Head protection for Stick & Knife fighting
A good thing right?
The problem is that when you can't feel the impact from head shots, you start to develop the habit of wadeing into the fray, willing (knowingly or unknowingly) to take head shots to get into close range. In reality, your looking at a concusion or gray matter for taking those kinds of shots from impact weaponry. I developed some medium weight helmets that protect you from the hard shots, but allow the reverberations to be felt. You can also use them for knife sparring as well. The steel mesh will protect you from the blade and stick thrusts. You can still get your bell rung and get that oh so needed feedback that you did something wrong. Pain, to a point, is a great corrector of bad habits.
You can veiw the pictures as well at the link below.
FYI: I no longer teach out of the location listed on the web page.
WARNING: Knife training is an inherently dangerous activity. Take these suggestions at your own risk. The Martialist
and Guro William disclaims any liability resulting from injuries sustained while training using these ideas.
As with training knives, I needed some choices -- in this case, as to the amount of head protection I used for myself and my students. Some students are unwilling to make the leap to fencing masks right off the bat. By making these modified helmets, I can start them off with something heavy-duty and then gradually wean the students to the lighter helmets (after they have developed some ability and courage). I also wanted to use the helmets for blade sparing, so I had to come up with a way to close up the gaps in the cages to prevent thrusts or slashes to the face from getting through.
Basically I wanted a helmet that offered a little more protection and better visibility then a fencing mask, yet still allowed good shots to the head to be felt (so you know you did something wrong). The helmet will protect your head from heavy hits, but the reverberation from the hit can be disorienting. This helps prevent the student from developing the bad habit of taking shots to the head to get into corto range. With heavier helmets you may not even realize you have been hit.
I ended up using a standard Joffa hockey helmet with a full face goalie attachment that offers a little neck protection. (If you keep your chin down like you should, it actually does a great job.) To offer protection from stick thrusts and knives during blade fighting, I removed the cage and took some 1/4" steel mesh, cut it slightly larger than the cage shape, and then formed it to the cage using heavy duty black zip ties (white is too distracting when looking through the cage).
To make this modification, start at the center and work your way out, attaching zip ties at every juncture. Turn the zip lock to the inside of the cage and cut off the excess with wire cutters as close to the zip lock as possible. When you get to the edge of the cage, cut off any excess mesh so you are left with about 1/2" off mesh protruding from the edge all around.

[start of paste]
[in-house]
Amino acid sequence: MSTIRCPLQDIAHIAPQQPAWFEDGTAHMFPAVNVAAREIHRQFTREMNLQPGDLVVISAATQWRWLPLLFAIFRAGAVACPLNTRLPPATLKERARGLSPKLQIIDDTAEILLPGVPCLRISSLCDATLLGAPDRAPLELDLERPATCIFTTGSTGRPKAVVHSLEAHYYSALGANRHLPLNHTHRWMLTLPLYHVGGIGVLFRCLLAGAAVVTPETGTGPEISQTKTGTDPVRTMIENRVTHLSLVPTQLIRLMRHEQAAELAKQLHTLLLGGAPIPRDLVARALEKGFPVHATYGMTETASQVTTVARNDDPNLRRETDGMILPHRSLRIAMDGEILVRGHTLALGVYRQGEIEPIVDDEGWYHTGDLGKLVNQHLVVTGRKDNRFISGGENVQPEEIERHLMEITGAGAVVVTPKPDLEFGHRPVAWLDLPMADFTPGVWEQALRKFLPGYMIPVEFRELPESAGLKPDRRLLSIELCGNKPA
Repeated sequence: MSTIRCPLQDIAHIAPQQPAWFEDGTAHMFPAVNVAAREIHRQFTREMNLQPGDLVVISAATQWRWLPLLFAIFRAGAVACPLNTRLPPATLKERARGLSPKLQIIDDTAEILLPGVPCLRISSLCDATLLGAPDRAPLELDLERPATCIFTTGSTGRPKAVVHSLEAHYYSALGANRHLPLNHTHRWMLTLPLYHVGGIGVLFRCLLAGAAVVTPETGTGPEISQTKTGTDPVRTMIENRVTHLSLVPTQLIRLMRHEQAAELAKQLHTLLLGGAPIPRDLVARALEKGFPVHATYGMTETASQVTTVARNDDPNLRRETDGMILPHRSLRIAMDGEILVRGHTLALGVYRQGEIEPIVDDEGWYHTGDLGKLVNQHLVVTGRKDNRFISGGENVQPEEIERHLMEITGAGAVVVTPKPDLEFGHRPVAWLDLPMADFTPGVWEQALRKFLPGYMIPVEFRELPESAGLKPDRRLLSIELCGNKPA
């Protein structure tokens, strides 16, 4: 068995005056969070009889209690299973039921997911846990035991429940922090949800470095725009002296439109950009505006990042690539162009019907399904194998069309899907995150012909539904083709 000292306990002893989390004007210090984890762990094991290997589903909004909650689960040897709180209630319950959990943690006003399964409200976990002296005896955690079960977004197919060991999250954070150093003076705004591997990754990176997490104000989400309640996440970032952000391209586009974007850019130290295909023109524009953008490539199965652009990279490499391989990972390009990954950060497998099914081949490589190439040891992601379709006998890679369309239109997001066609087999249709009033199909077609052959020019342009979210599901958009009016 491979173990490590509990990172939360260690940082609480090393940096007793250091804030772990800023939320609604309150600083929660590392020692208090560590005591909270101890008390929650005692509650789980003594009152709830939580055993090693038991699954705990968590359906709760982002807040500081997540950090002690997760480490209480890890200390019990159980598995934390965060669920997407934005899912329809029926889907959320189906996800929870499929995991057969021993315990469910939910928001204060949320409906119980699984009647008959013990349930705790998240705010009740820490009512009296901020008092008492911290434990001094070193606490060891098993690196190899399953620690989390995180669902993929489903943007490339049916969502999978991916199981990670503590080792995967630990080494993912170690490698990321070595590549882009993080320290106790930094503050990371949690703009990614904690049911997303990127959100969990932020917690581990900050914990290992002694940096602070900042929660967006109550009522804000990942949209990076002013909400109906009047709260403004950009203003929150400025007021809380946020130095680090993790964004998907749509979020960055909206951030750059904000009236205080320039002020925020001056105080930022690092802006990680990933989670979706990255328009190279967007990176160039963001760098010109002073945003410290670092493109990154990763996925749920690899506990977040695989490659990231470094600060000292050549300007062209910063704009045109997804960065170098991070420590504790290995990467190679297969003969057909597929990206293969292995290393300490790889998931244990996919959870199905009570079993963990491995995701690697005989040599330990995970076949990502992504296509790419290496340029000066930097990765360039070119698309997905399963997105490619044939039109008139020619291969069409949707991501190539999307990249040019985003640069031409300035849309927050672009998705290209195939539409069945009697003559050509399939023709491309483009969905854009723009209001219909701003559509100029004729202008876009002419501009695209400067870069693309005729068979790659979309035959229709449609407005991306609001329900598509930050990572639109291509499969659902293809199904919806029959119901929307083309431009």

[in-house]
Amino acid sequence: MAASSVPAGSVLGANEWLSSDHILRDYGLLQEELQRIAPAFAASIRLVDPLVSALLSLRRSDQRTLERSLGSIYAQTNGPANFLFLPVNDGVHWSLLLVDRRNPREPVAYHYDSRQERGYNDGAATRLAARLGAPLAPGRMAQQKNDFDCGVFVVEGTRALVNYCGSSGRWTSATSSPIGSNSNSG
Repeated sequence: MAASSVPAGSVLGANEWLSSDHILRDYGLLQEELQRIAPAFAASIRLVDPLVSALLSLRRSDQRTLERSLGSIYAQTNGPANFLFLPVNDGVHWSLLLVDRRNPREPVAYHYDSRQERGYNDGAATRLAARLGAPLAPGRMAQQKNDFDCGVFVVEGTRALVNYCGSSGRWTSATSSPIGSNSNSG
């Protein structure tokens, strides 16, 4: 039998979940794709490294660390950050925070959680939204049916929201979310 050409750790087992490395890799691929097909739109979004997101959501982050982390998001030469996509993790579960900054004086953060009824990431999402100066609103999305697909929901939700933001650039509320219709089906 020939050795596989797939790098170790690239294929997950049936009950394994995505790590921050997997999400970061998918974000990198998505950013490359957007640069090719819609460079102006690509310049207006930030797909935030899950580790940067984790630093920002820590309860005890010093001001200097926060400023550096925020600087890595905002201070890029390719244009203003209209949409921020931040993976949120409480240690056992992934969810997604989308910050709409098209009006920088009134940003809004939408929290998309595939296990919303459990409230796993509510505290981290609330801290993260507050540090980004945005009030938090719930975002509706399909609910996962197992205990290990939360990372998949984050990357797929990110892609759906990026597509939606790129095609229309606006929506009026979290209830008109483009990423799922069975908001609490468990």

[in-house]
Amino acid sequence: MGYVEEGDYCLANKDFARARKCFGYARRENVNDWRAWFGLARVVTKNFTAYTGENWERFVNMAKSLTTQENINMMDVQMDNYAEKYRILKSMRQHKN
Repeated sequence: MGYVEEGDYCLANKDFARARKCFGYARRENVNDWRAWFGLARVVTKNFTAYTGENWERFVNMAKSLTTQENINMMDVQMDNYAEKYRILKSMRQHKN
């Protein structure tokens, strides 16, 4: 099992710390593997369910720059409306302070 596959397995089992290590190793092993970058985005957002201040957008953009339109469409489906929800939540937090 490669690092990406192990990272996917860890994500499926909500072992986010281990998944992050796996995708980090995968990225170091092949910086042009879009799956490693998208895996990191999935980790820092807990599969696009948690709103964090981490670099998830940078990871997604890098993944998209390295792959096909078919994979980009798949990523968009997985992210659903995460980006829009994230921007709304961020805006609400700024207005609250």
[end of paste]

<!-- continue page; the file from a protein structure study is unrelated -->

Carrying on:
Roll around the edge to the inside and fasten it with the ties. Cut off any protruding wire. The mesh should be VERY tight to the cage. Rub your hand along the outside and make sure there are no sharp edges. Like a fencing helmet, it will have a bit of a "cheese grater" effect if your opponent tries to punch or elbow to the face using exposed skin. It's a good idea to wear light gloves and elbow pads. I've been thinking that one of these days I might take the mask off and dip it in "Tool Dip" to give it a rubberized coating. The helmets I modified have held up great and so far I have only had to replace a couple of zip ties that took a number of hard hits.
Two of the helmets shown here are obviously motorcycle helmets. They both have slightly different shapes. The key here is finding a cage that is as close as possible to the shape of the helmet face. I took both helmets to a hockey shop that sold used gear and held all the cages they had to the helmets to find the closest fit.
On the white motorcycle helmet, the cage is actually upside down compared to its original placement on a hockey helmet. I had to trim a little off both cages to get them to fit adequately. Now, here's where things get a little fuzzy. I don't know the proper terms for some of these parts but I will do my best to describe them:
After you have cut the cages to fit, apply the steel mesh as described above. Next, you will want to determine where to fasten the cage to the helmet. I put two fasteners on the top, bottom, and both sides. The fasteners as seen on the white motorcycle helmet are white and "d" shaped. The fastener opens so that you can slide the edge of the cage down to the inside of the "d". There is a mounting hole at the top of the cage.
Mark where the holes are and drill about a 1/4" hole, no more than 1/2" deep. Now, I'm going to get technical on you here. A screw will not hold if you try to fasten it directly to the helmet (it's just Styrofoam in there). The anchors that I used look like rubber plugs with a screw head on one end and a nut on the other. Take the screw out and thread it through the cage fastener ("d"). Thread it back into the rubber plug and then insert the plugs into the mounting holes you drilled into the helmet. As you tighten the screw, it pulls the nut up causing the rubber plug to expand inside of the hole. These hold surprisingly well.
There you go. The helmets are not the prettiest things out there, but they have taken a lot of abuse and are still going strong.